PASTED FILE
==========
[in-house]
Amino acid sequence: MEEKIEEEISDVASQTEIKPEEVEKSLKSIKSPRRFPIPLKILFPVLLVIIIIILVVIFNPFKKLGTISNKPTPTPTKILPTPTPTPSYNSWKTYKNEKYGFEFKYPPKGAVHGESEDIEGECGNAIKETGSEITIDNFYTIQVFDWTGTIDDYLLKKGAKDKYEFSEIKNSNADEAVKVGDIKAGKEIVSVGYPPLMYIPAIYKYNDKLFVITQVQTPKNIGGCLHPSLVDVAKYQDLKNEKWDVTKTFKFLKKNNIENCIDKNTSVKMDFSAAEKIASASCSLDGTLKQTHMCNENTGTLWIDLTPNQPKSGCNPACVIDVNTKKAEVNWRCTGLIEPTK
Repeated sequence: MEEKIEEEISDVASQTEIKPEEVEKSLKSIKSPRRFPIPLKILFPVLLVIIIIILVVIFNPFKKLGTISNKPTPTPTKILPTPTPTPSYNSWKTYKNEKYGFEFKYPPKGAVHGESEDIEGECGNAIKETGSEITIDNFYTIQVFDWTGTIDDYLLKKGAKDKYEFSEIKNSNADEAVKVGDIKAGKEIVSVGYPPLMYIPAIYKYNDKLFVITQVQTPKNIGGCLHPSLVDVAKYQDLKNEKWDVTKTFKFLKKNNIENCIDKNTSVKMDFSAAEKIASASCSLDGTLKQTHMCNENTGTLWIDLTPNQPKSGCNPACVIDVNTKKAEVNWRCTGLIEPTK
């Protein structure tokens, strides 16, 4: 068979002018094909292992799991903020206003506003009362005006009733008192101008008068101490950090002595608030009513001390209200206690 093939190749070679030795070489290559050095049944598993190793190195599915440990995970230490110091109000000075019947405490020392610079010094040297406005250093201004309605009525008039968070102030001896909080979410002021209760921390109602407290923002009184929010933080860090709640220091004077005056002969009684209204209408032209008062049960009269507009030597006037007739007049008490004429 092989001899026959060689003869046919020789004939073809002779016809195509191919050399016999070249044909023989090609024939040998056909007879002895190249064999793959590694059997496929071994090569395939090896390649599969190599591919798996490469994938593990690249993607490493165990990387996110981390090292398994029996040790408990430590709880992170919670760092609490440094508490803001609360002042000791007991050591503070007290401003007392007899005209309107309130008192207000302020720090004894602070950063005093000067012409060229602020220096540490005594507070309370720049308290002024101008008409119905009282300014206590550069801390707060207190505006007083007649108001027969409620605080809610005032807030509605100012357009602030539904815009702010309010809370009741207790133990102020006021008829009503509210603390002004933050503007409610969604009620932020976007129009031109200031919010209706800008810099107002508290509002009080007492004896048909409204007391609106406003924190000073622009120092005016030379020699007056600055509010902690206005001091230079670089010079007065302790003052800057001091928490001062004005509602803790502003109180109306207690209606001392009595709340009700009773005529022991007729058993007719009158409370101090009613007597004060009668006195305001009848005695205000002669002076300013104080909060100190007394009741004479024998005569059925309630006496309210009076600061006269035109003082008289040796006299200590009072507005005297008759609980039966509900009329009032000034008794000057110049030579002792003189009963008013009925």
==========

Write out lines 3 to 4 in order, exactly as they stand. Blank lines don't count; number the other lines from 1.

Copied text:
Repeated sequence: MEEKIEEEISDVASQTEIKPEEVEKSLKSIKSPRRFPIPLKILFPVLLVIIIIILVVIFNPFKKLGTISNKPTPTPTKILPTPTPTPSYNSWKTYKNEKYGFEFKYPPKGAVHGESEDIEGECGNAIKETGSEITIDNFYTIQVFDWTGTIDDYLLKKGAKDKYEFSEIKNSNADEAVKVGDIKAGKEIVSVGYPPLMYIPAIYKYNDKLFVITQVQTPKNIGGCLHPSLVDVAKYQDLKNEKWDVTKTFKFLKKNNIENCIDKNTSVKMDFSAAEKIASASCSLDGTLKQTHMCNENTGTLWIDLTPNQPKSGCNPACVIDVNTKKAEVNWRCTGLIEPTK
């Protein structure tokens, strides 16, 4: 068979002018094909292992799991903020206003506003009362005006009733008192101008008068101490950090002595608030009513001390209200206690 093939190749070679030795070489290559050095049944598993190793190195599915440990995970230490110091109000000075019947405490020392610079010094040297406005250093201004309605009525008039968070102030001896909080979410002021209760921390109602407290923002009184929010933080860090709640220091004077005056002969009684209204209408032209008062049960009269507009030597006037007739007049008490004429 092989001899026959060689003869046919020789004939073809002779016809195509191919050399016999070249044909023989090609024939040998056909007879002895190249064999793959590694059997496929071994090569395939090896390649599969190599591919798996490469994938593990690249993607490493165990990387996110981390090292398994029996040790408990430590709880992170919670760092609490440094508490803001609360002042000791007991050591503070007290401003007392007899005209309107309130008192207000302020720090004894602070950063005093000067012409060229602020220096540490005594507070309370720049308290002024101008008409119905009282300014206590550069801390707060207190505006007083007649108001027969409620605080809610005032807030509605100012357009602030539904815009702010309010809370009741207790133990102020006021008829009503509210603390002004933050503007409610969604009620932020976007129009031109200031919010209706800008810099107002508290509002009080007492004896048909409204007391609106406003924190000073622009120092005016030379020699007056600055509010902690206005001091230079670089010079007065302790003052800057001091928490001062004005509602803790502003109180109306207690209606001392009595709340009700009773005529022991007729058993007719009158409370101090009613007597004060009668006195305001009848005695205000002669002076300013104080909060100190007394009741004479024998005569059925309630006496309210009076600061006269035109003082008289040796006299200590009072507005005297008759609980039966509900009329009032000034008794000057110049030579002792003189009963008013009925």